Don’t be afraid to send spooktacular handmade greetings to family and friends this Halloween! I’ve scoured the web in search of creative inspiration for sweet and spooky handmade cards, tags and treat boxes for goblins and ghouls alike.
What’s on trend this Halloween? Watercolor backgrounds, embossed die-cuts and whimsical characters. Bats, cats, witches and more — I’ve got it covered! (Click on photo links for additional project details.)
Ghostly dimensional delight
This eye-catching card by Jen Shults combines a trendy watercolor background, peek-a-boo stars and loads of dimension. The rounded corners of the watercolor panel mimic the curves of the ghost and the white embossed sentiment on black “pops” against the lighter background.
Free-flowing watercolor “witch”
Amy Rohl has taken a bit of an abstract approach by watercoloring not only the background, but the die-cut elements as well. With a white-on-white base, the die-cuts and sentiment shine.
Heidi Criswell used watercolor on stitch-embossed tags to provide the perfect background for her trick or treaters. The elements are popped up on foam tape with the sentiments white embossed on dark or bright cardstock. These colorful tags are sure to take plain treat bags from blah to BAM!
Pamela Ho used masking, ink blending and spritzing to create an amazing starry background. All elements are popped up on foam tape, and the pumpkin basket tied to the broom with hemp cord adds an extra special touch. Far too cute to spook!
Everyone loves interactive elements on cards. Audrey Tokach’s Halloween scene uses a Storybook die to create a shaker window background for quirky characters. The spider, web and stars inside the shaker are perfect additions.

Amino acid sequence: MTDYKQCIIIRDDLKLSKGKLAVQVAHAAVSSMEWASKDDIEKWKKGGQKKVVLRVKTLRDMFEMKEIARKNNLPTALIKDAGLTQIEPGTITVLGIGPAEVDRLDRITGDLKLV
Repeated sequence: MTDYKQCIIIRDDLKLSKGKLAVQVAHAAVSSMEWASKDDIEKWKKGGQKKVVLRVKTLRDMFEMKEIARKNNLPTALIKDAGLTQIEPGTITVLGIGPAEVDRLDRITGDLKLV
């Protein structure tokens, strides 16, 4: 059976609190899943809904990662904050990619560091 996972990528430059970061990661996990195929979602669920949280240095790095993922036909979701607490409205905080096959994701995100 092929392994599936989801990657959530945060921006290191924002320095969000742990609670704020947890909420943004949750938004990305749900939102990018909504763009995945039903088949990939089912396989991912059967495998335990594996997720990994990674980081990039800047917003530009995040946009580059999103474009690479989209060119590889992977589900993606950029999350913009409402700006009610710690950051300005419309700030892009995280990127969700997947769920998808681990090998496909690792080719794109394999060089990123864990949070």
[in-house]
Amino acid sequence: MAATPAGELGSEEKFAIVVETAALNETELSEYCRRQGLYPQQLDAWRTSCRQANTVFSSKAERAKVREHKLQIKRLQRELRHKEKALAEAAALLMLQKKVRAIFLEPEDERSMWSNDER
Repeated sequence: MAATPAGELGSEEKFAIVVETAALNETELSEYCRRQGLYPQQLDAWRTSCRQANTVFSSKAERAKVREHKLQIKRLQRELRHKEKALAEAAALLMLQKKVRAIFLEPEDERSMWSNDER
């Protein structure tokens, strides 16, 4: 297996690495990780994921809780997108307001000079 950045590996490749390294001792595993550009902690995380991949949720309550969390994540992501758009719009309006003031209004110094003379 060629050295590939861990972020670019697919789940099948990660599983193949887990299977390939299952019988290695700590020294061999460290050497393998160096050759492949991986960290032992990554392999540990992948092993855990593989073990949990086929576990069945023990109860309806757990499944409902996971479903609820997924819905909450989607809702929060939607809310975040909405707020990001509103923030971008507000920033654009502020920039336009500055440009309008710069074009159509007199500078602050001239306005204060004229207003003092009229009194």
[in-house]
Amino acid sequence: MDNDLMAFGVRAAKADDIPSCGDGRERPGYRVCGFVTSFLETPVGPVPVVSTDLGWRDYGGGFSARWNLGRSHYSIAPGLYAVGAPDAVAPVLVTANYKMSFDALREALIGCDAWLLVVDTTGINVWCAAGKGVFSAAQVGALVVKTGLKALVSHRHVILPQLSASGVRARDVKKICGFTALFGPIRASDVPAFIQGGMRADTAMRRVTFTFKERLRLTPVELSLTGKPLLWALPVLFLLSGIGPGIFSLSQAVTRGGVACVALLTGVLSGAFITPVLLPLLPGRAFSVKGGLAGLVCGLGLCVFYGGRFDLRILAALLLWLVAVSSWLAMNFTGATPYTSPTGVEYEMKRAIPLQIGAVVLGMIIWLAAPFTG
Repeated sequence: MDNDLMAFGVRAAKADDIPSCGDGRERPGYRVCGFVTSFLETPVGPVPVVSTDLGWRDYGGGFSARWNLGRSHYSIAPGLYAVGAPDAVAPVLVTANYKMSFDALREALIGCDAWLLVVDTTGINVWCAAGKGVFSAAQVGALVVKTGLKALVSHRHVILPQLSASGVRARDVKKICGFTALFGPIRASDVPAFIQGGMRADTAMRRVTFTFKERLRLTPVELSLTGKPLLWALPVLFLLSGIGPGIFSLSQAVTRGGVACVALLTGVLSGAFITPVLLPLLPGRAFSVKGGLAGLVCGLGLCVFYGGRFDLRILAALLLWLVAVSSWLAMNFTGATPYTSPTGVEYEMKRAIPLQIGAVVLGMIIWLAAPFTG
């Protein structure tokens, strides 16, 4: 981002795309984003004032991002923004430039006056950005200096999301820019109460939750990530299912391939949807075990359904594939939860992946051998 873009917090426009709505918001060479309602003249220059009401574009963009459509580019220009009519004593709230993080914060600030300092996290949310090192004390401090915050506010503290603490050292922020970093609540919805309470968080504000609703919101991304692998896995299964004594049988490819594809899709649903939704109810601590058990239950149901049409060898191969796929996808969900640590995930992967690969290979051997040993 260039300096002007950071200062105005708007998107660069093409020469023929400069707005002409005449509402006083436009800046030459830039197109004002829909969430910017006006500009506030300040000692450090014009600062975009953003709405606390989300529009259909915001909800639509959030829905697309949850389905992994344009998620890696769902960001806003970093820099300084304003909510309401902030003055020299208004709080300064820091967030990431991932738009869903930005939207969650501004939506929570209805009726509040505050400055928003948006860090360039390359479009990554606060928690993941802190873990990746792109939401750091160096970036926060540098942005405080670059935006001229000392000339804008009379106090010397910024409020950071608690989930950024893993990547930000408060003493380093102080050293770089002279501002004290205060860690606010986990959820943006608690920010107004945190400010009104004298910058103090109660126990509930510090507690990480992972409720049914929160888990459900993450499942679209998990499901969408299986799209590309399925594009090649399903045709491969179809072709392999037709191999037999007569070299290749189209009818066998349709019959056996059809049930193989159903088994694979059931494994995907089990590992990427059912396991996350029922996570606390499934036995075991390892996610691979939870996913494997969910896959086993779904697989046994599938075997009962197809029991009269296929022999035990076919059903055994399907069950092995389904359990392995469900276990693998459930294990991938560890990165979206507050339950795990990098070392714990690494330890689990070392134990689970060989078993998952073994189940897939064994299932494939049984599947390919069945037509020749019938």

Clean and simple with dimension
While this card is clean and simple with the large sentiment front and center, Emily Leiphart has added lots of dimension by using foam tape to pop up some of the candy pieces below. She tucked a bone and tiny web into the mix, adding a sweet spider as the finishing touch.
Triangular treat box
Lisa Henke’s triangular treat box is quick and easy but far from ordinary. To decorate the sides, she added a popped up die-cut and stamped a sentiment using the same color ink as card stock. The striped tag, purple button and black hemp add contrast and texture. This box is sure to be as much of a treat as the goody inside!
Teri Anderson’s card is just plain fun. The accessorized ghosts are the perfect accompaniment to the play-on-words sentiment. She created her own patterned background by simply stamping the small star pattern repeatedly using the same color ink as card stock.
A clean and simple boo
Leigh Penner watercolored her sweet trick or treater then fussy-cut around the edges and layered atop a strip of patterned paper. The sentiment was already printed onto the pattern, helping this card come together in minutes. The black strip along the bottom grounds the image and sentiment and provides just the right amount of contrast to the light base.
A sky to “die” for
Behind her pumpkin patch, Melody Rupple created a quick and easy glittery sky by using a star background die on navy card stock and then placing sparkly gold paper beneath to shine through the openings. Bat sequins add just the right amount of spookiness to her scene.
Photo via Melania Deasy
Melania Deasy has created a collection of picture perfect tags using a Polaroid-shaped frame for her whimsical Halloween critters. The backgrounds were sponged then splattered and the speech bubble sentiments were white embossed on brightly colored card stock.
With just a few supplies (including a printer), Cecilia Louie’s ghostly treats come together in minutes. They are unusual, adorable and hold a surprising amount of treats!
Photo via Melania Deasy
A Card and More
Melania Deasy has created a surprise treat to coordinate with her Halloween greeting: The fringe die used on the card was also used with image die-cuts and short sentiments to create complementary pencil toppers.
For quick and easy tags, print or stamp text and then stamp over with a Halloween image. Colette B.’s Victorian collage tags were printed using her own Batty Halloween kitten digital stamp.
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